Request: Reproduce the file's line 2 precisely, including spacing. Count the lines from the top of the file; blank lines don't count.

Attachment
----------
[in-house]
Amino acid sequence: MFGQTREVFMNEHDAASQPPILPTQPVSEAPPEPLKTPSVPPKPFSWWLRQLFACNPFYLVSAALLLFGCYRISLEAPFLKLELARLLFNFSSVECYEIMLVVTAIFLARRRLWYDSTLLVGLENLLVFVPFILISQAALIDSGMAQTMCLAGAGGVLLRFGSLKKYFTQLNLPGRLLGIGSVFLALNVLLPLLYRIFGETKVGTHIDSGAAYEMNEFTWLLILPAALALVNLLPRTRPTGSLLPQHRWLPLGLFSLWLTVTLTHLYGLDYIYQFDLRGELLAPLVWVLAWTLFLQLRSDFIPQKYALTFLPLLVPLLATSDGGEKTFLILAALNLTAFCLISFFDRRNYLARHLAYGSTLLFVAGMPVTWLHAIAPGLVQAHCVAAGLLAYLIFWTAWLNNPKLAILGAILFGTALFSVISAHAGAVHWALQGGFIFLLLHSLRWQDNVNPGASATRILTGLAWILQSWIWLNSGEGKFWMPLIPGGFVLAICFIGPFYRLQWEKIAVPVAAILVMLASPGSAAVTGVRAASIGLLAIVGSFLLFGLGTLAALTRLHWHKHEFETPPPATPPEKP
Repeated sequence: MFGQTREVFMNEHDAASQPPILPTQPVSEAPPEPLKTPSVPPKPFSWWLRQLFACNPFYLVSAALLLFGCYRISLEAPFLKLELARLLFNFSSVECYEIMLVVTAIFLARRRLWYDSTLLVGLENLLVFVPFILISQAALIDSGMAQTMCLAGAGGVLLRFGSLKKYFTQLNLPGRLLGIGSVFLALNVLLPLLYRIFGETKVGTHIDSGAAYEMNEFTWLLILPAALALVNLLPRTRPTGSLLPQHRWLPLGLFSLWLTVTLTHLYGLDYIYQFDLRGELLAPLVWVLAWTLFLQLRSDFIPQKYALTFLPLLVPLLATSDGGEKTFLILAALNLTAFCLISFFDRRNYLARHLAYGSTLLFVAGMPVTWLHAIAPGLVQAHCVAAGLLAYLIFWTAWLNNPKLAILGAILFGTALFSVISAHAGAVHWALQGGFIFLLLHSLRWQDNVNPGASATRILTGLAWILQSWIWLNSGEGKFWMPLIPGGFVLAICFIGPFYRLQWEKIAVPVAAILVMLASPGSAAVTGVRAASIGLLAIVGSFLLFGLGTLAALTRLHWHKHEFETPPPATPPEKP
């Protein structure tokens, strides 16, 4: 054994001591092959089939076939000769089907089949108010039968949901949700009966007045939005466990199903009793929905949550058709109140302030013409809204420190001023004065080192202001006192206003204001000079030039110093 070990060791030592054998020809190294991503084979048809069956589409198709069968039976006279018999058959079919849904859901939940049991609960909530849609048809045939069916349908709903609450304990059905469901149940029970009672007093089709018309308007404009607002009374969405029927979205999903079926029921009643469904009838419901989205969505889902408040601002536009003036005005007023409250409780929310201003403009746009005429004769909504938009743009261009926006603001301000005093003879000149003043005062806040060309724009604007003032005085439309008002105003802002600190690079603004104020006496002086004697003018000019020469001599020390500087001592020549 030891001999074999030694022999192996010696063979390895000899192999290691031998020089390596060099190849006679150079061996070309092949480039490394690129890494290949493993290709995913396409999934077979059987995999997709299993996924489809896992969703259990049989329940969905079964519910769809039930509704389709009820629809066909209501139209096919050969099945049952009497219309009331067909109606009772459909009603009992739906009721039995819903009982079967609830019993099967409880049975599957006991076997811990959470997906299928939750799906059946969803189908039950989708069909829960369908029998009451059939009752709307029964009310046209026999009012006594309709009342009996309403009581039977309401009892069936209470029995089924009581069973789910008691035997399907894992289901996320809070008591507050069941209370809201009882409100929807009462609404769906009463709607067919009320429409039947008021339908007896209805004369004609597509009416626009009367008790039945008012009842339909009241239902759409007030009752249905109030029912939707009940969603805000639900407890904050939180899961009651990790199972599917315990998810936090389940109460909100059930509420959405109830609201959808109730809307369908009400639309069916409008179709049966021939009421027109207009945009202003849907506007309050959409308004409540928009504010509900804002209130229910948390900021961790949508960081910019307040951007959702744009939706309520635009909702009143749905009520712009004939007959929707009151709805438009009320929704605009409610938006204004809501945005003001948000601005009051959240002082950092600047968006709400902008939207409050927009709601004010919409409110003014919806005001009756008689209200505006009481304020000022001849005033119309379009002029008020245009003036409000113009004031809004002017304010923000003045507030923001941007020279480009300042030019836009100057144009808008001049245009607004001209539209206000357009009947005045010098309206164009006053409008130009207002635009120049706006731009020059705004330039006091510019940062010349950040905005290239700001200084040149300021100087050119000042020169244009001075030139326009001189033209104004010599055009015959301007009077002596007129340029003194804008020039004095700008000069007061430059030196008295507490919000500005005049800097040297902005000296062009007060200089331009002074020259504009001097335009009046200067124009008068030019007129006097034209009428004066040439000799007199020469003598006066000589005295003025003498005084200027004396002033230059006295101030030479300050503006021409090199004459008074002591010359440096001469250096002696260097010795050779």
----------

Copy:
Amino acid sequence: MFGQTREVFMNEHDAASQPPILPTQPVSEAPPEPLKTPSVPPKPFSWWLRQLFACNPFYLVSAALLLFGCYRISLEAPFLKLELARLLFNFSSVECYEIMLVVTAIFLARRRLWYDSTLLVGLENLLVFVPFILISQAALIDSGMAQTMCLAGAGGVLLRFGSLKKYFTQLNLPGRLLGIGSVFLALNVLLPLLYRIFGETKVGTHIDSGAAYEMNEFTWLLILPAALALVNLLPRTRPTGSLLPQHRWLPLGLFSLWLTVTLTHLYGLDYIYQFDLRGELLAPLVWVLAWTLFLQLRSDFIPQKYALTFLPLLVPLLATSDGGEKTFLILAALNLTAFCLISFFDRRNYLARHLAYGSTLLFVAGMPVTWLHAIAPGLVQAHCVAAGLLAYLIFWTAWLNNPKLAILGAILFGTALFSVISAHAGAVHWALQGGFIFLLLHSLRWQDNVNPGASATRILTGLAWILQSWIWLNSGEGKFWMPLIPGGFVLAICFIGPFYRLQWEKIAVPVAAILVMLASPGSAAVTGVRAASIGLLAIVGSFLLFGLGTLAALTRLHWHKHEFETPPPATPPEKP